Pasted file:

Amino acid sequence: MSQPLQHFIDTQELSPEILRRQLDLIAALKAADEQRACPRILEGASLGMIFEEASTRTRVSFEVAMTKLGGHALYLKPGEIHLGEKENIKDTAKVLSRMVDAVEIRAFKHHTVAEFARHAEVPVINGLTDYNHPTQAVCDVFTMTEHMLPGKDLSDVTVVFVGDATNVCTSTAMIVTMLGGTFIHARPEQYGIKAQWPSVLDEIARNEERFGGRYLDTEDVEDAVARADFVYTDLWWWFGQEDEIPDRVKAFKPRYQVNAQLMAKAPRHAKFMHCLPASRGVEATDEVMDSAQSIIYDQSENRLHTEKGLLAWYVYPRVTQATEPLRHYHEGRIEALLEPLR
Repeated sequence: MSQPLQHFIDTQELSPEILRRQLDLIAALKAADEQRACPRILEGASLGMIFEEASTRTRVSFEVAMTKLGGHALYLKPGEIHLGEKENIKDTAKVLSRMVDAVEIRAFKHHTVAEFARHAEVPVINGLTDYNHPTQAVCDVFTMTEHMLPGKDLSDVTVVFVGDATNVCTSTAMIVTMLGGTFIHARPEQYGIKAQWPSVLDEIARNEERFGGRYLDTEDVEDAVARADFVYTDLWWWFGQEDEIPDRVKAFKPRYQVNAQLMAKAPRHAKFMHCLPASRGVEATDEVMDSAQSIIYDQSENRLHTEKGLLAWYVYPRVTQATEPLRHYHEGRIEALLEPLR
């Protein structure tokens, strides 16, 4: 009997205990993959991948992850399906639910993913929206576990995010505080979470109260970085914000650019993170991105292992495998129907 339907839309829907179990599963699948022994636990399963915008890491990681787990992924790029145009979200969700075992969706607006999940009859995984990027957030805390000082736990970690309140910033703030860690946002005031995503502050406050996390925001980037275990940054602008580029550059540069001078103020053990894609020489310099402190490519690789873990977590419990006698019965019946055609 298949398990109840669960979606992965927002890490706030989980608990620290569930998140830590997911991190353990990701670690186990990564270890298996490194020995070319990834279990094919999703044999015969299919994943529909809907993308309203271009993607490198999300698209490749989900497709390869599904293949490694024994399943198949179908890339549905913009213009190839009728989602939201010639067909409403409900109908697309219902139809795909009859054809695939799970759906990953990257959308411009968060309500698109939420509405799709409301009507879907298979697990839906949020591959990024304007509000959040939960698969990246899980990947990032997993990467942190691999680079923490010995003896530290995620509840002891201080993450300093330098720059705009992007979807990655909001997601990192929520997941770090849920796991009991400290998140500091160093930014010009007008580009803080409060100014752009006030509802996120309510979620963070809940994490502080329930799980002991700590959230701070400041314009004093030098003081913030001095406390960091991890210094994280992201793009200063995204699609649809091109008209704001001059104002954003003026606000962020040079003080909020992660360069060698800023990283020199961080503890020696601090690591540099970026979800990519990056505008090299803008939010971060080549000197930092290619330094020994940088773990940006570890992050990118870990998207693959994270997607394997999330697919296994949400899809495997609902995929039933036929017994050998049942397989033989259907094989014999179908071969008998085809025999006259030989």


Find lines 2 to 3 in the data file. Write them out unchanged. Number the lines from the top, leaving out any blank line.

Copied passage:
Repeated sequence: MSQPLQHFIDTQELSPEILRRQLDLIAALKAADEQRACPRILEGASLGMIFEEASTRTRVSFEVAMTKLGGHALYLKPGEIHLGEKENIKDTAKVLSRMVDAVEIRAFKHHTVAEFARHAEVPVINGLTDYNHPTQAVCDVFTMTEHMLPGKDLSDVTVVFVGDATNVCTSTAMIVTMLGGTFIHARPEQYGIKAQWPSVLDEIARNEERFGGRYLDTEDVEDAVARADFVYTDLWWWFGQEDEIPDRVKAFKPRYQVNAQLMAKAPRHAKFMHCLPASRGVEATDEVMDSAQSIIYDQSENRLHTEKGLLAWYVYPRVTQATEPLRHYHEGRIEALLEPLR
């Protein structure tokens, strides 16, 4: 009997205990993959991948992850399906639910993913929206576990995010505080979470109260970085914000650019993170991105292992495998129907 339907839309829907179990599963699948022994636990399963915008890491990681787990992924790029145009979200969700075992969706607006999940009859995984990027957030805390000082736990970690309140910033703030860690946002005031995503502050406050996390925001980037275990940054602008580029550059540069001078103020053990894609020489310099402190490519690789873990977590419990006698019965019946055609 298949398990109840669960979606992965927002890490706030989980608990620290569930998140830590997911991190353990990701670690186990990564270890298996490194020995070319990834279990094919999703044999015969299919994943529909809907993308309203271009993607490198999300698209490749989900497709390869599904293949490694024994399943198949179908890339549905913009213009190839009728989602939201010639067909409403409900109908697309219902139809795909009859054809695939799970759906990953990257959308411009968060309500698109939420509405799709409301009507879907298979697990839906949020591959990024304007509000959040939960698969990246899980990947990032997993990467942190691999680079923490010995003896530290995620509840002891201080993450300093330098720059705009992007979807990655909001997601990192929520997941770090849920796991009991400290998140500091160093930014010009007008580009803080409060100014752009006030509802996120309510979620963070809940994490502080329930799980002991700590959230701070400041314009004093030098003081913030001095406390960091991890210094994280992201793009200063995204699609649809091109008209704001001059104002954003003026606000962020040079003080909020992660360069060698800023990283020199961080503890020696601090690591540099970026979800990519990056505008090299803008939010971060080549000197930092290619330094020994940088773990940006570890992050990118870990998207693959994270997607394997999330697919296994949400899809495997609902995929039933036929017994050998049942397989033989259907094989014999179908071969008998085809025999006259030989």